My main gripe with the TechCrunch Disrupt event I went to in San Francisco last week?
You’d think that with Uber trading 30% below its IPO price, Lyft trading 40% below and Slack trading 8% below, there’d be just a little anxiety. But I didn’t hear a single word spoken in defense (or criticism) of everybody’s favorite whipping boy, Alfred E. Neuman.
Oh, wait a minute, I meant the other happy-go-lucky guy, WeWork’s ex-CEO Adam Neumann.
I suspect you know WeWork’s story by now. WeWork was originally expected to IPO near (at least) the $47 billion valuation it had during its last raise in January. But that figure was cut in half, then cut nearly in half again. The IPO was postponed. And poor Neumann was ousted. (Let’s not feel too sorry for him, though. Forbes estimates his current worth at around $2.2 billion.)
So when David Krane, the CEO of GV (Alphabet’s venture arm), was asked if startups were waiting too long to IPO, I thought, “Here it comes: the deserved diatribe against startups accumulating so much money at higher and higher valuations during their decade or so stay (that’s the average these days!) in the pre-IPO private markets.”
But instead I heard, “Not a problem. There’s no pressure to seek capital in the public markets and that’s a good thing for these companies.”
This is from a person whose pre-IPO fund had included Slack and Uber. Both now scuffling in the public markets.
It’s Silicon Valley nonchalance at its finest: The longer these startups spend with us, as opposed to being subject to the whims of Wall Street buy-side brokers and public sentiment, the better.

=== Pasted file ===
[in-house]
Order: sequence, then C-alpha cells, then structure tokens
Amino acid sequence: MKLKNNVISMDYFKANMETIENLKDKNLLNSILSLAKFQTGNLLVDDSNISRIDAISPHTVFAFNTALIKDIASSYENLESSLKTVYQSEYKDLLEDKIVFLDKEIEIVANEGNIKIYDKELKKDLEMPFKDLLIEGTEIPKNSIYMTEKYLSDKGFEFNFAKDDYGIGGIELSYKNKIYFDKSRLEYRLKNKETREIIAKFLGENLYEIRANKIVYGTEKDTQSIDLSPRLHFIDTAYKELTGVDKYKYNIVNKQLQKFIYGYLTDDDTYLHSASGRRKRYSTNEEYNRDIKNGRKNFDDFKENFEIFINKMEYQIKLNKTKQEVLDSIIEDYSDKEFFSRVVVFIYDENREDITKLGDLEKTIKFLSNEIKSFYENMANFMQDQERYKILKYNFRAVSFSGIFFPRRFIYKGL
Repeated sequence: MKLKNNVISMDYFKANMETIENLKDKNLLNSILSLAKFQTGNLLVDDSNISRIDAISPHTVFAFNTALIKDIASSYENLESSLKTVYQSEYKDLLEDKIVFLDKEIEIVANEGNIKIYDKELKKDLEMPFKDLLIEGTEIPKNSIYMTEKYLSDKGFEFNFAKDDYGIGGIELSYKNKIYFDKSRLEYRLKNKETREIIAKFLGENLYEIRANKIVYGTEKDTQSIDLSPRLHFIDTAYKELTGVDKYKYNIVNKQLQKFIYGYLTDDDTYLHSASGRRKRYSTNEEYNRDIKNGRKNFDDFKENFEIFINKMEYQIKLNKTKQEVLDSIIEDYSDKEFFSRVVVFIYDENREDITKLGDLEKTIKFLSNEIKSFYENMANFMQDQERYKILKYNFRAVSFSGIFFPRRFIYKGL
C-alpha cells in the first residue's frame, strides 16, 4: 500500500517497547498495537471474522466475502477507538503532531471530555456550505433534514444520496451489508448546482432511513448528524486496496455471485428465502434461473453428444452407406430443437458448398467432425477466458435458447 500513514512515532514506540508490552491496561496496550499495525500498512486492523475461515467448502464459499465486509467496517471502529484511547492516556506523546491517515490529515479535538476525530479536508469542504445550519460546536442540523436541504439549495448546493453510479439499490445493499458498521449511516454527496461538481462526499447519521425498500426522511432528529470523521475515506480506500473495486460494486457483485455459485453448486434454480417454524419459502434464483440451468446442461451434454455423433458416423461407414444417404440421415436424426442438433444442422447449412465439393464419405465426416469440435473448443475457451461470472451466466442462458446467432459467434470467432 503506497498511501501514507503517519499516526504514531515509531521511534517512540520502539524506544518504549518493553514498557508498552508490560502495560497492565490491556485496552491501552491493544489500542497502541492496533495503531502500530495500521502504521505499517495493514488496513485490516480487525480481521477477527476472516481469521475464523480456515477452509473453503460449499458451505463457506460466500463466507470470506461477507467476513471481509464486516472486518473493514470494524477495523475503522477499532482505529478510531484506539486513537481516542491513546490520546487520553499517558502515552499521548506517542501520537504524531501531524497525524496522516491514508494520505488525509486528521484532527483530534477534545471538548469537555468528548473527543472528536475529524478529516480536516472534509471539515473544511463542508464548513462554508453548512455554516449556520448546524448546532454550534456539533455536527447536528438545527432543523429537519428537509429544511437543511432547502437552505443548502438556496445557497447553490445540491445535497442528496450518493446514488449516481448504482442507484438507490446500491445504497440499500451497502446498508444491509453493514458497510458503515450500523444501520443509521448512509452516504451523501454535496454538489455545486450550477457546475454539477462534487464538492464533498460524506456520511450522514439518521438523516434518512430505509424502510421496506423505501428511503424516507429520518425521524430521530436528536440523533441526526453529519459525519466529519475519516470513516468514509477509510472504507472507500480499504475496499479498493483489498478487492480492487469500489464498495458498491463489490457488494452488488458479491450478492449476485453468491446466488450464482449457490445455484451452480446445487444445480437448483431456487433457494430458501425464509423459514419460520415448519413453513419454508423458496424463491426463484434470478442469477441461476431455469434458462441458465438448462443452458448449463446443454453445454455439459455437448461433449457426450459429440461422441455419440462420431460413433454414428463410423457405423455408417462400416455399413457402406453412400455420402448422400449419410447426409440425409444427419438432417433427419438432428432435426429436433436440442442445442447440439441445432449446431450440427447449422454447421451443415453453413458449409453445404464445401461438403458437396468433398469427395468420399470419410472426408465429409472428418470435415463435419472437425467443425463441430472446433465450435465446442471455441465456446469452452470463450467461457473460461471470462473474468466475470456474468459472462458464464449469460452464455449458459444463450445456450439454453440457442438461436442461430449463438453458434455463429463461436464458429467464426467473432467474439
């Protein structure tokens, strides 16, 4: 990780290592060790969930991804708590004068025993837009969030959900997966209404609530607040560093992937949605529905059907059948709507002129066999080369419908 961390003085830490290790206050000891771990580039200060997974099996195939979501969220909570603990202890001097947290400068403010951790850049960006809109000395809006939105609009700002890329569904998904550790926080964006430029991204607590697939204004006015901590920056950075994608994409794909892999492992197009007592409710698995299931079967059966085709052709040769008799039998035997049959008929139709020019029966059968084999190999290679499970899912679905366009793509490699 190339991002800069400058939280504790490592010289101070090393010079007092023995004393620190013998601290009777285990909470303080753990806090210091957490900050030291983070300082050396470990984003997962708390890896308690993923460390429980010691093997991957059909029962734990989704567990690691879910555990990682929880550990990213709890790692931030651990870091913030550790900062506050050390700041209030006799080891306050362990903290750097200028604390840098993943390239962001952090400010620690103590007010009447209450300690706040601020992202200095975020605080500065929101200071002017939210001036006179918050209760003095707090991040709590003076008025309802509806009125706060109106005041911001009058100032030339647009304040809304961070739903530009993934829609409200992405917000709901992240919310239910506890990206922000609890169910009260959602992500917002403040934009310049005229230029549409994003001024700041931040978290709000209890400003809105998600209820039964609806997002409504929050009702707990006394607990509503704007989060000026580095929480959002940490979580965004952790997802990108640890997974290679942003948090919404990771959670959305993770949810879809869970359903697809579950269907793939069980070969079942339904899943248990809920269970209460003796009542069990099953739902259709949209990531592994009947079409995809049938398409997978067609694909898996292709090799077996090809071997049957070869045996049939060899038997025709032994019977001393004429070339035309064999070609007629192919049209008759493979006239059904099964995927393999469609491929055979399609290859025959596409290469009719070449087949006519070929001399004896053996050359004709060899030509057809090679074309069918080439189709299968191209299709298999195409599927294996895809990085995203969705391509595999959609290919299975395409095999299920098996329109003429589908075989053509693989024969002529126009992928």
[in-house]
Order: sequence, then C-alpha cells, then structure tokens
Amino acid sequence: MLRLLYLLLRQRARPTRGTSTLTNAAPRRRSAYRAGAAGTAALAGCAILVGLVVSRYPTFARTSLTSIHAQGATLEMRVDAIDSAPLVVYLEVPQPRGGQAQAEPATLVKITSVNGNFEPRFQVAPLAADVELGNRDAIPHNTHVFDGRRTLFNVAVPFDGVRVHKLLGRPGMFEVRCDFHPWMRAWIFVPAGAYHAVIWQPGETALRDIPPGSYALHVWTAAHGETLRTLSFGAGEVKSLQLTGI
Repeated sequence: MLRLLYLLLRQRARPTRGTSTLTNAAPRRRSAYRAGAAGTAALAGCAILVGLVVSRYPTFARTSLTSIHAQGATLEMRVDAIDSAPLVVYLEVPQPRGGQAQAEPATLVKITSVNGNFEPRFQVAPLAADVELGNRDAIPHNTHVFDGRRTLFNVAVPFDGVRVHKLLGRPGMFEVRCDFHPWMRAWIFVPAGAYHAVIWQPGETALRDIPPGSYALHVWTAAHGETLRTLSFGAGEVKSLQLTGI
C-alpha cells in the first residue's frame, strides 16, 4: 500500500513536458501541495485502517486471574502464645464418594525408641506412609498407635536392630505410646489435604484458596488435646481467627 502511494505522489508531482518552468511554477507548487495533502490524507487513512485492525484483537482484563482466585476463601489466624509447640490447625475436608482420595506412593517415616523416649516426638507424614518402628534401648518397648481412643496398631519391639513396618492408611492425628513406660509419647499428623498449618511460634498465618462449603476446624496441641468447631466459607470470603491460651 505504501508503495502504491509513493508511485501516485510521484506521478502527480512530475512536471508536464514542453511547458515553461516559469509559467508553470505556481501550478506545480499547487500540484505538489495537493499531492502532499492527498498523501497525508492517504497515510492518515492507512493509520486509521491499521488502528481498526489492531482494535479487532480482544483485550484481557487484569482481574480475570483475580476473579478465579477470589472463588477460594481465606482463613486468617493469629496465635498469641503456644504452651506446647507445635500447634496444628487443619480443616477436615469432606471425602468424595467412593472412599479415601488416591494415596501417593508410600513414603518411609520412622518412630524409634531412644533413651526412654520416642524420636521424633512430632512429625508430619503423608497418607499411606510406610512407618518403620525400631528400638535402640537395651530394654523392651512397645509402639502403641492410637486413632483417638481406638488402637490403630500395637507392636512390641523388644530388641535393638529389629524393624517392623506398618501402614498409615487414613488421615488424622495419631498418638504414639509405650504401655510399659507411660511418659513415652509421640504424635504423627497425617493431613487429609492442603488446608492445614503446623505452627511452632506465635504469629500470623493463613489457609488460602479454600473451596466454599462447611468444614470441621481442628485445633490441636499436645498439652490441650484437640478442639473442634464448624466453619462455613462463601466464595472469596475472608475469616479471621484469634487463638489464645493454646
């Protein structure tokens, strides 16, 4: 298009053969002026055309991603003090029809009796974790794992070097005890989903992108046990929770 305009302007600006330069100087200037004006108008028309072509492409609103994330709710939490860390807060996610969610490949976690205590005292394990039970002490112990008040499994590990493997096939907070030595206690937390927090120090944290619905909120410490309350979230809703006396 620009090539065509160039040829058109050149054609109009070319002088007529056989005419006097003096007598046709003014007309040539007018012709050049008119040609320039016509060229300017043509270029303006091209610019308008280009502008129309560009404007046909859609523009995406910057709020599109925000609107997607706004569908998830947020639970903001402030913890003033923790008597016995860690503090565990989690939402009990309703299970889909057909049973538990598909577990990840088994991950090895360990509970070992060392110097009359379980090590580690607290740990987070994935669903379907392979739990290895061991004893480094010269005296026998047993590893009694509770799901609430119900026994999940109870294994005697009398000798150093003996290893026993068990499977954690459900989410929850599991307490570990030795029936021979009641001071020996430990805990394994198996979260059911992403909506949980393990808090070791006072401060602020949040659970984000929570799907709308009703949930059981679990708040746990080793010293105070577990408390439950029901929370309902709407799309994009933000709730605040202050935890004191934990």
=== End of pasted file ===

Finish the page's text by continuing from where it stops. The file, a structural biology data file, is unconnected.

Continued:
In other words, don’t look at us. It’s Wall Street’s fault the IPO system is broken.
It’s self-serving and clueless. And it’s, naturally, picking up steam in various Silicon Valley circles. The very day I arrived in San Francisco last week, Benchmark Capital General Partner Bill Gurley organized a meeting of 100 private companies and venture capital (VC) firms to encourage startups to use direct listings instead of IPOs.
Direct listings allow companies to join the public markets without raising money from selling more shares and without creating new shares. They also allow startups to bypass underwriting fees.
Gurley made a pretty convincing case. He argued that IPOs used to be about selling shares far and wide but have devolved into “a game of just hand-allocating shares to the same 10 or 15 firms.” Direct listings, he argues, would provide more open and equal access to shares.
Gurley’s right that the IPO process is deeply flawed. By setting the IPO price, buying shares in advance and selling them to the same handful of preselected institutional investors, banks do their best to prop up prices. It hasn’t been working lately. Prices fall either after IPO day or, in the case of WeWork, in the weeks leading up to IPO day.
But here’s what Gurley didn’t say. The pre-IPO game follows the same quasi-incestuous practices as the post-IPO game: walling off the sale of shares from retail investors and granting access to the same few dozen powerful Silicon Valley VC firms. These VC firms push hypergrowth, often at the expense of making a profit. They’re complicit in setting inflated valuations (making their internal rates of return look better than they actually are). And VC firms use their money to keep the fastest-growing startups to themselves and enable those startups to delay going public.
Gurley does everyone a disservice by blaming Wall Street for the broken IPO process while ignoring the trespasses of his own VC colleagues. More direct listings are a step in the right direction, but they are not a cure-all. If Gurley is serious about advocating for “more open and equal access to shares,” he should extend that aim to pre-IPO investing, not just post-IPO investing.
Everybody would benefit, including retail investors (who could access even more high-quality startup investments) and the startups themselves (that would have access to billions of dollars from those retail investors). The venture capitalists would also benefit. They could use an extra set of eyes (more like a few thousand more!) to suss out the duds they miss.
But for this to happen, Silicon Valley needs to take a more honest look at itself.
More angst, anyone?